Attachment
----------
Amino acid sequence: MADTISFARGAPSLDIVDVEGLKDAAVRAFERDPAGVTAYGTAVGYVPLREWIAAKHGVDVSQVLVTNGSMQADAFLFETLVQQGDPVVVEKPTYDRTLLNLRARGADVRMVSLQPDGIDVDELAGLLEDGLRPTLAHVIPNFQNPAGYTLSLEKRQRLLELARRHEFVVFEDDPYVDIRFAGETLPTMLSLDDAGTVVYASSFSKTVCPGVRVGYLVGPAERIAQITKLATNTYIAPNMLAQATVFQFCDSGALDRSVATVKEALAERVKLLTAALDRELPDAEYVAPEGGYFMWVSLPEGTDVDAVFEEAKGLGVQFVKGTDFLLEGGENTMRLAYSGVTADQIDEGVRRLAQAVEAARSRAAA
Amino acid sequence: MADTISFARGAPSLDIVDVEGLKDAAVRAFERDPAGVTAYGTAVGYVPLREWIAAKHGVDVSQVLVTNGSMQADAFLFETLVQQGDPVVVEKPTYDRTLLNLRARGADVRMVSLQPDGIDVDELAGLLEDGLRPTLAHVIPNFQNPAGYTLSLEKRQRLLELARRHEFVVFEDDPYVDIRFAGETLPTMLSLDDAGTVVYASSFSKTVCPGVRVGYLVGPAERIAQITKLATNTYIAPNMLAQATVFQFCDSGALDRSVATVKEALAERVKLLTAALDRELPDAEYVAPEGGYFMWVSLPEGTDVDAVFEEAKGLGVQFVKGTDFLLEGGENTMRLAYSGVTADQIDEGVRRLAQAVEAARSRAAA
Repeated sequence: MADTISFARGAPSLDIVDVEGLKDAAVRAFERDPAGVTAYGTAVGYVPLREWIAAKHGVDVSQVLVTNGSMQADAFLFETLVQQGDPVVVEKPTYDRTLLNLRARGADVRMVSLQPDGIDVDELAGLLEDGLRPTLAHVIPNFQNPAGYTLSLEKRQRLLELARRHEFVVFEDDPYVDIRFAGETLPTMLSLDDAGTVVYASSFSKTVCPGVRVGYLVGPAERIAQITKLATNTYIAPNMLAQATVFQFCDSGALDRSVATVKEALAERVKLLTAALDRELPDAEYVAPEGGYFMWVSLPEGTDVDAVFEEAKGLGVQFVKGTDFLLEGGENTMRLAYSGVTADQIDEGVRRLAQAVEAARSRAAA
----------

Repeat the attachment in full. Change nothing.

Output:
Amino acid sequence: MADTISFARGAPSLDIVDVEGLKDAAVRAFERDPAGVTAYGTAVGYVPLREWIAAKHGVDVSQVLVTNGSMQADAFLFETLVQQGDPVVVEKPTYDRTLLNLRARGADVRMVSLQPDGIDVDELAGLLEDGLRPTLAHVIPNFQNPAGYTLSLEKRQRLLELARRHEFVVFEDDPYVDIRFAGETLPTMLSLDDAGTVVYASSFSKTVCPGVRVGYLVGPAERIAQITKLATNTYIAPNMLAQATVFQFCDSGALDRSVATVKEALAERVKLLTAALDRELPDAEYVAPEGGYFMWVSLPEGTDVDAVFEEAKGLGVQFVKGTDFLLEGGENTMRLAYSGVTADQIDEGVRRLAQAVEAARSRAAA
Amino acid sequence: MADTISFARGAPSLDIVDVEGLKDAAVRAFERDPAGVTAYGTAVGYVPLREWIAAKHGVDVSQVLVTNGSMQADAFLFETLVQQGDPVVVEKPTYDRTLLNLRARGADVRMVSLQPDGIDVDELAGLLEDGLRPTLAHVIPNFQNPAGYTLSLEKRQRLLELARRHEFVVFEDDPYVDIRFAGETLPTMLSLDDAGTVVYASSFSKTVCPGVRVGYLVGPAERIAQITKLATNTYIAPNMLAQATVFQFCDSGALDRSVATVKEALAERVKLLTAALDRELPDAEYVAPEGGYFMWVSLPEGTDVDAVFEEAKGLGVQFVKGTDFLLEGGENTMRLAYSGVTADQIDEGVRRLAQAVEAARSRAAA
Repeated sequence: MADTISFARGAPSLDIVDVEGLKDAAVRAFERDPAGVTAYGTAVGYVPLREWIAAKHGVDVSQVLVTNGSMQADAFLFETLVQQGDPVVVEKPTYDRTLLNLRARGADVRMVSLQPDGIDVDELAGLLEDGLRPTLAHVIPNFQNPAGYTLSLEKRQRLLELARRHEFVVFEDDPYVDIRFAGETLPTMLSLDDAGTVVYASSFSKTVCPGVRVGYLVGPAERIAQITKLATNTYIAPNMLAQATVFQFCDSGALDRSVATVKEALAERVKLLTAALDRELPDAEYVAPEGGYFMWVSLPEGTDVDAVFEEAKGLGVQFVKGTDFLLEGGENTMRLAYSGVTADQIDEGVRRLAQAVEAARSRAAA